As a result of what they were seeing from applicants, such as requests to pay for their 501c3 nonprofit status, The Pollination Project developed an online resource, which, among other things, provides information such as crowd funding and best practices. The foundation has also become a destination for individual donors looking for projects to fund because of its access to hundreds of startups that most foundations aren’t soliciting or looking at, according to Alissa. “As we evolve, we’re really turning into a platform for others to be able to give in this way,” she said.
Compassion: The Common thread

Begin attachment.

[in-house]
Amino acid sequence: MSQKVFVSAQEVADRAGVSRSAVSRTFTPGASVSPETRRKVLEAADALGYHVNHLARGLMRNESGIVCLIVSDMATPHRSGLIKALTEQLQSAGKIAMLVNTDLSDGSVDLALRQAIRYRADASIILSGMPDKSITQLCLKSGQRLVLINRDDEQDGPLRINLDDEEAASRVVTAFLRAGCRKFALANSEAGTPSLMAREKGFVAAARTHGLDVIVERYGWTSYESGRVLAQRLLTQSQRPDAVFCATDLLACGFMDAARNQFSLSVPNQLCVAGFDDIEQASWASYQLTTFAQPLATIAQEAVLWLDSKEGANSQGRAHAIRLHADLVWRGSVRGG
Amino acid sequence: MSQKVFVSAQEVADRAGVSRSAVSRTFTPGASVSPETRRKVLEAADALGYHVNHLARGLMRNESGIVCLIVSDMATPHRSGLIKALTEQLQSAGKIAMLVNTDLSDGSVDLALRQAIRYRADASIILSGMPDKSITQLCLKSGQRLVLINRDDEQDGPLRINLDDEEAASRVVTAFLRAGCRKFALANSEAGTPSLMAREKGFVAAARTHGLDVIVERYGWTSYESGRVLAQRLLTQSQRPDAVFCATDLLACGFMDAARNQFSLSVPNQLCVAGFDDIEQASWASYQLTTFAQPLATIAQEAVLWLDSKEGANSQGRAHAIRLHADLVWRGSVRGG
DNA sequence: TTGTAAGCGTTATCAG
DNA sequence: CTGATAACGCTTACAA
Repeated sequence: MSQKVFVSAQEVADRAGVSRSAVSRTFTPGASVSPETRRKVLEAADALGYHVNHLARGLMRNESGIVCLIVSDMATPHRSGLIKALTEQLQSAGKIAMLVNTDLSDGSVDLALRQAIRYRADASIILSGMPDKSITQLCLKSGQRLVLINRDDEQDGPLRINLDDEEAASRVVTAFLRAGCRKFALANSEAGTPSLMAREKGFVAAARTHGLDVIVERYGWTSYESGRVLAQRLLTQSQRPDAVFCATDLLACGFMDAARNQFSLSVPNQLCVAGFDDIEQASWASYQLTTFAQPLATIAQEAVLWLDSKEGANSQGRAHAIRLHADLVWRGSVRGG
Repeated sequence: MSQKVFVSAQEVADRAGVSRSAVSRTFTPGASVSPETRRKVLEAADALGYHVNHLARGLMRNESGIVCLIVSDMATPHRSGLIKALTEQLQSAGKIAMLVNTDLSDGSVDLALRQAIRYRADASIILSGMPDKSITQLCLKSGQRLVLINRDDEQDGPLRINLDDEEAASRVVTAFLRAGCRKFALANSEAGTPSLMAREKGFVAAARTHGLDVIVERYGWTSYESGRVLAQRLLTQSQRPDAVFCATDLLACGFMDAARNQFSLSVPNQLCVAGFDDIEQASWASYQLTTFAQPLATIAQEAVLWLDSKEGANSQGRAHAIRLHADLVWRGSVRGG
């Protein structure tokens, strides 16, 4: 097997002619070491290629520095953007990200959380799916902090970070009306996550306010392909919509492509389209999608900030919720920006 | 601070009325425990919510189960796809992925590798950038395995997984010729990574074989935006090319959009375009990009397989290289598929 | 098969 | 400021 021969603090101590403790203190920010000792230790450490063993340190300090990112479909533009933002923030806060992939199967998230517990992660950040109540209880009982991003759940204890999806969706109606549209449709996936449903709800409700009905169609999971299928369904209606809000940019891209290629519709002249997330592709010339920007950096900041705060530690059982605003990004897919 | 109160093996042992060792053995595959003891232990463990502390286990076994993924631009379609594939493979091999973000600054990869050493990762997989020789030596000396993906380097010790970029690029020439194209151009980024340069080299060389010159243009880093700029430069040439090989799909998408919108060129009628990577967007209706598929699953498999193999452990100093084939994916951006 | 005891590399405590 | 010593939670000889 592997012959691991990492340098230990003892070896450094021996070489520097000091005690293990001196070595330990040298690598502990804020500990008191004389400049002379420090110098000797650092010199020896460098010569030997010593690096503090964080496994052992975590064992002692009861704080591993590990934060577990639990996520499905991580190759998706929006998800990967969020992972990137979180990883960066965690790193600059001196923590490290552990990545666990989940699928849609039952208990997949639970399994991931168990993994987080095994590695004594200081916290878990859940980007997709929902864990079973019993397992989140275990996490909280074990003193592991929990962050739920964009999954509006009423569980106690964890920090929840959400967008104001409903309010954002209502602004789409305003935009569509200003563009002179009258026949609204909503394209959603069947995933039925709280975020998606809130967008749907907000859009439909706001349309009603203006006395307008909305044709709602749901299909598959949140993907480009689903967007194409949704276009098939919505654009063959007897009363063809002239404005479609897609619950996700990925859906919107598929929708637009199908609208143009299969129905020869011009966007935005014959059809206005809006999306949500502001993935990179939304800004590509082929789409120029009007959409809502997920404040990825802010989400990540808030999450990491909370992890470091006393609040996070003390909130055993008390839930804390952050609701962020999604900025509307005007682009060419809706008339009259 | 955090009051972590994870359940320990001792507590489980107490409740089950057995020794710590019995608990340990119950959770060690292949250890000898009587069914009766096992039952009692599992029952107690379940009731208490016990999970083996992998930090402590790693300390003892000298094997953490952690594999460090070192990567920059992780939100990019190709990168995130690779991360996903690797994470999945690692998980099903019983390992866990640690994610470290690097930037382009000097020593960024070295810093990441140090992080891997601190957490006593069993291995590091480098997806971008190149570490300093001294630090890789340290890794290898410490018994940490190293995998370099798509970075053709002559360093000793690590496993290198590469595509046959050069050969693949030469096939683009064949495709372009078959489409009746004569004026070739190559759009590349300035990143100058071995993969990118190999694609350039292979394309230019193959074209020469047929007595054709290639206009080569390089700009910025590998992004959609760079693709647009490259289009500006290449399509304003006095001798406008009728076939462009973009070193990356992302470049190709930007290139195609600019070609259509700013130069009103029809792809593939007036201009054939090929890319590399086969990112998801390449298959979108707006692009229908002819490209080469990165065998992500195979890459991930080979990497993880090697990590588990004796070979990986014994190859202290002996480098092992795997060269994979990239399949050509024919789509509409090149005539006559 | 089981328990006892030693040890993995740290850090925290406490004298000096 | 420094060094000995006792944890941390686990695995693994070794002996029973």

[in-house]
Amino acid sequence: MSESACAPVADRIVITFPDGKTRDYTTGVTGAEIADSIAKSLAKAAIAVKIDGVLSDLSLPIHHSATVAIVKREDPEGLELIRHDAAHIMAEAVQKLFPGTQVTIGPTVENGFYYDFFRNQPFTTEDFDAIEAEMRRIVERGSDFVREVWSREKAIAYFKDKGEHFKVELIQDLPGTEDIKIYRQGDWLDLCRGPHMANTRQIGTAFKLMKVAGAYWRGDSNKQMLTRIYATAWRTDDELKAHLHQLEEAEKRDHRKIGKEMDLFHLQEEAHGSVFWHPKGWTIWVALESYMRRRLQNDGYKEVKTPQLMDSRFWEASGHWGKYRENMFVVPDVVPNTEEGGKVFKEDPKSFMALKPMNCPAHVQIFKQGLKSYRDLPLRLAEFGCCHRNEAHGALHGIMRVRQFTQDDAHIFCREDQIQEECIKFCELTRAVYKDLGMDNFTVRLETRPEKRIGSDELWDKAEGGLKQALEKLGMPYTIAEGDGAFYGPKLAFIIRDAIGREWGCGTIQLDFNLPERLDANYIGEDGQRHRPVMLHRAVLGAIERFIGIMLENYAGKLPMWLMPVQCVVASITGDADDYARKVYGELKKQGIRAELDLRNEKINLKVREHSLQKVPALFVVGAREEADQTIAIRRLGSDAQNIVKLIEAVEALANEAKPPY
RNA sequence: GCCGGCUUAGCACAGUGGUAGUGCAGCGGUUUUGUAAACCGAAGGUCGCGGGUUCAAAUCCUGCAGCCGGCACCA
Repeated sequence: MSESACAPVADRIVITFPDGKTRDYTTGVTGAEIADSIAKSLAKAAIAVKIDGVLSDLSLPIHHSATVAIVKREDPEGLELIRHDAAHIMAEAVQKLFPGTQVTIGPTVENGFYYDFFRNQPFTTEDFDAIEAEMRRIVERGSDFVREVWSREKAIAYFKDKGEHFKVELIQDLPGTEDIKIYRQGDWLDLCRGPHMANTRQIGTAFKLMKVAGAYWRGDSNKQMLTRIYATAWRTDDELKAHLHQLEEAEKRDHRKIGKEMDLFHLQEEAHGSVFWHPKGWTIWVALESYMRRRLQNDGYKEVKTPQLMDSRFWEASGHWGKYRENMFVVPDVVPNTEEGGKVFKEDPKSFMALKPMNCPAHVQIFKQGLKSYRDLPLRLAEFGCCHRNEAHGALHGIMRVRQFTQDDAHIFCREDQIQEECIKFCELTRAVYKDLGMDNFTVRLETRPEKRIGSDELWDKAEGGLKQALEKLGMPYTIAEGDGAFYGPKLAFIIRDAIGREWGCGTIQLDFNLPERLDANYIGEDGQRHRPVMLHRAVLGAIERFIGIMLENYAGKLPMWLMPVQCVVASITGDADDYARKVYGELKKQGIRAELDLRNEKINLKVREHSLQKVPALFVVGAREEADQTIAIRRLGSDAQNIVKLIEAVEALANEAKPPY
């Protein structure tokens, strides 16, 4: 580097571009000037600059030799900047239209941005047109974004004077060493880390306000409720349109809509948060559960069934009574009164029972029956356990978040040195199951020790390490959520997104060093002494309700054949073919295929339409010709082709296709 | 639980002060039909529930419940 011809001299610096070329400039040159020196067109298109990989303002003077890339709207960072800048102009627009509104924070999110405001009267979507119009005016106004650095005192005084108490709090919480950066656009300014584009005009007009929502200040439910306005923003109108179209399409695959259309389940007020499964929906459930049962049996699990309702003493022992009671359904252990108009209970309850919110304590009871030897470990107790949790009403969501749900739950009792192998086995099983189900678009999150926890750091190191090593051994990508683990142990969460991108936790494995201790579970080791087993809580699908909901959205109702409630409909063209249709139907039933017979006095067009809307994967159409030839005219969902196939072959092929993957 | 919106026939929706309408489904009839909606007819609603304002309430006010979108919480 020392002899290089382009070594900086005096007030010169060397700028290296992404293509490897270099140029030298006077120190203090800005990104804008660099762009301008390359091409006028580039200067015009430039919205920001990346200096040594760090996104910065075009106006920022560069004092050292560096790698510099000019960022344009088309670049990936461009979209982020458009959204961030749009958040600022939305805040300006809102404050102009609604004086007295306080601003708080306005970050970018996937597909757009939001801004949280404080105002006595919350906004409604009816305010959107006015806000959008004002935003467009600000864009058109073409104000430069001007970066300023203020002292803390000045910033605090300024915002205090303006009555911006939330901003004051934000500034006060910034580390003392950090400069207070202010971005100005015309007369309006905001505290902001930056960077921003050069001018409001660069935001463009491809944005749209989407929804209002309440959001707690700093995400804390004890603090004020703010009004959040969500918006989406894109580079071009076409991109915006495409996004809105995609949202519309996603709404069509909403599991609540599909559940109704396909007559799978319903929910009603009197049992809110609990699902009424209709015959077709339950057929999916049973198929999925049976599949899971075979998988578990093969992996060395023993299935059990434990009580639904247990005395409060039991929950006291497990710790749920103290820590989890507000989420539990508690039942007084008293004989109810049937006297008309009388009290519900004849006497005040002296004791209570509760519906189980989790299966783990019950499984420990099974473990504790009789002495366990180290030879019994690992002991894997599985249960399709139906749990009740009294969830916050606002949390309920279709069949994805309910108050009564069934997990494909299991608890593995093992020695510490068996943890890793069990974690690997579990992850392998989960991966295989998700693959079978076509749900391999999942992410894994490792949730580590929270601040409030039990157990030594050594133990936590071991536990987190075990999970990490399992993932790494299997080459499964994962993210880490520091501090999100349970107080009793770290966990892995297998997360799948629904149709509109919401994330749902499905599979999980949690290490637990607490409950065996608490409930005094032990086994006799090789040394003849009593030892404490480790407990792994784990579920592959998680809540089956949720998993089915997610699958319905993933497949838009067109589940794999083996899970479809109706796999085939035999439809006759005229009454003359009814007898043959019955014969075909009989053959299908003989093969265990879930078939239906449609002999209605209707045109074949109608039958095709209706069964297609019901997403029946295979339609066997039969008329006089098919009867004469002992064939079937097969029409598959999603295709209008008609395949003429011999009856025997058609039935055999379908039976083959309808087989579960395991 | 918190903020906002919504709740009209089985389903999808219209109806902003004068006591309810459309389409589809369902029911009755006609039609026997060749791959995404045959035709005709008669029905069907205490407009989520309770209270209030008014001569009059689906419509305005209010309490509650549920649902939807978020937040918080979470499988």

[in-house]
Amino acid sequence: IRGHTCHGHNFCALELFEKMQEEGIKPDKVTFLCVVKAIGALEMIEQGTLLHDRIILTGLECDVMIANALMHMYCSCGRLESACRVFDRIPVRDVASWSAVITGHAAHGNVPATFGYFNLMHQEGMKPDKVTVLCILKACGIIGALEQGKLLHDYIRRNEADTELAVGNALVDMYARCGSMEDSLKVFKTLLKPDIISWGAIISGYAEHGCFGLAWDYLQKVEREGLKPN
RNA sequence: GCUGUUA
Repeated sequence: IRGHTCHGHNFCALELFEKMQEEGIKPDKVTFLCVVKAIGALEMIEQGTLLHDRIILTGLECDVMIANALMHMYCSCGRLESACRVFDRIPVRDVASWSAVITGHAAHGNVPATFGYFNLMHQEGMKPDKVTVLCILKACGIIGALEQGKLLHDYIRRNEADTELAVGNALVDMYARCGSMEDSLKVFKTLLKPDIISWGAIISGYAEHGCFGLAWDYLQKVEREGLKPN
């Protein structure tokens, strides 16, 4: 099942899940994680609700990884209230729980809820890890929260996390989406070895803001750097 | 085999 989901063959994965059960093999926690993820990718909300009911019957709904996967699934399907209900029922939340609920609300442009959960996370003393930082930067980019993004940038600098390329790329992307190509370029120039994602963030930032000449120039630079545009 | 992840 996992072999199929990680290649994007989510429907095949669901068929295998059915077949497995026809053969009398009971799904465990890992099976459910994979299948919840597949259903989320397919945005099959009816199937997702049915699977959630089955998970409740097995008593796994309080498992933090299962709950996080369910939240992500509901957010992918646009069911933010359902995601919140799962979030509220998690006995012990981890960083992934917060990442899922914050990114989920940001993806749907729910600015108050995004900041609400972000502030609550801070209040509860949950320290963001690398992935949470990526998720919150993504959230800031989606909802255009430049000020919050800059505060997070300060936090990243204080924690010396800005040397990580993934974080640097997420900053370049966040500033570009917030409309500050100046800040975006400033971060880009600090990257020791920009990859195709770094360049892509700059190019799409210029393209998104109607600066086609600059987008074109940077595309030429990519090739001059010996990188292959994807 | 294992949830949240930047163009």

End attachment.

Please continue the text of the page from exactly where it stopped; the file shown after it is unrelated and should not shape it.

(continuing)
The grants fund projects that address a wide range of issues, all with the common thread of compassion. Trust me: There are more than 200 – and that number is obviously growing daily – great stories to profile and all worthy of mention. With Ari and Stephanie being long-time animal rights activists, along with partners, team members, and ambassadors, projects focusing on compassion towards animals have been widely funded. Documentary filmmakers and grant recipients highlighted the largest animal rescue in the United States – some 50,000 hens were abandoned in a poultry plant in Turlock, CA. Several Los Angeles-based animal rights groups worked night and day to rescue the starving hens. “When you see something with your own eyes, it shifts your perspective on it,” Alissa said. “This is true about issues around animals because we don’t ever think about where our meat comes from, the animals that we consume – the eggs and dairy products. Most of it comes from profound cruelty and inhumane treatment of animals. Unless you see it, you just don’t know or want to know.”